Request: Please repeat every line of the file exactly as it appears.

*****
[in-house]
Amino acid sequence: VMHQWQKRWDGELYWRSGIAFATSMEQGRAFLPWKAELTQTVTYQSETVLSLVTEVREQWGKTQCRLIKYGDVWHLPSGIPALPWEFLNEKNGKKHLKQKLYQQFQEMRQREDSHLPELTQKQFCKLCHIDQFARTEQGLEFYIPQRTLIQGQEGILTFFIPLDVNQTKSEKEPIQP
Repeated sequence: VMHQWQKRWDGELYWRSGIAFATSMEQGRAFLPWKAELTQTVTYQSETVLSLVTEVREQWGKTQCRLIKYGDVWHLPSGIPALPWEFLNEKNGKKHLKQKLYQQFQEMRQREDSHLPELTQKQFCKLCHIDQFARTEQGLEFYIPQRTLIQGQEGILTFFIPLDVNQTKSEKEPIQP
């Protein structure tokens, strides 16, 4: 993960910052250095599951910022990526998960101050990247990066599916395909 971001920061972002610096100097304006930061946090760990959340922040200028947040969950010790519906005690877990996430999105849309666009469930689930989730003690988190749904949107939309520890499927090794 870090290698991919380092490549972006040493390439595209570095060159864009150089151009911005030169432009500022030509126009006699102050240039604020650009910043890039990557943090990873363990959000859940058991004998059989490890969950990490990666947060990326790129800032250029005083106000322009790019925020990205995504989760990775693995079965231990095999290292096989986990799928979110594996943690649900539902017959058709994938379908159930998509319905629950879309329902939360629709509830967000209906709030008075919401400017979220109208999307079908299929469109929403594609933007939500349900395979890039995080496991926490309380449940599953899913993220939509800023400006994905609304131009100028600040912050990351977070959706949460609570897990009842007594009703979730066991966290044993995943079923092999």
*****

[in-house]
Amino acid sequence: VMHQWQKRWDGELYWRSGIAFATSMEQGRAFLPWKAELTQTVTYQSETVLSLVTEVREQWGKTQCRLIKYGDVWHLPSGIPALPWEFLNEKNGKKHLKQKLYQQFQEMRQREDSHLPELTQKQFCKLCHIDQFARTEQGLEFYIPQRTLIQGQEGILTFFIPLDVNQTKSEKEPIQP
Repeated sequence: VMHQWQKRWDGELYWRSGIAFATSMEQGRAFLPWKAELTQTVTYQSETVLSLVTEVREQWGKTQCRLIKYGDVWHLPSGIPALPWEFLNEKNGKKHLKQKLYQQFQEMRQREDSHLPELTQKQFCKLCHIDQFARTEQGLEFYIPQRTLIQGQEGILTFFIPLDVNQTKSEKEPIQP
């Protein structure tokens, strides 16, 4: 993960910052250095599951910022990526998960101050990247990066599916395909 971001920061972002610096100097304006930061946090760990959340922040200028947040969950010790519906005690877990996430999105849309666009469930689930989730003690988190749904949107939309520890499927090794 870090290698991919380092490549972006040493390439595209570095060159864009150089151009911005030169432009500022030509126009006699102050240039604020650009910043890039990557943090990873363990959000859940058991004998059989490890969950990490990666947060990326790129800032250029005083106000322009790019925020990205995504989760990775693995079965231990095999290292096989986990799928979110594996943690649900539902017959058709994938379908159930998509319905629950879309329902939360629709509830967000209906709030008075919401400017979220109208999307079908299929469109929403594609933007939500349900395979890039995080496991926490309380449940599953899913993220939509800023400006994905609304131009100028600040912050990351977070959706949460609570897990009842007594009703979730066991966290044993995943079923092999």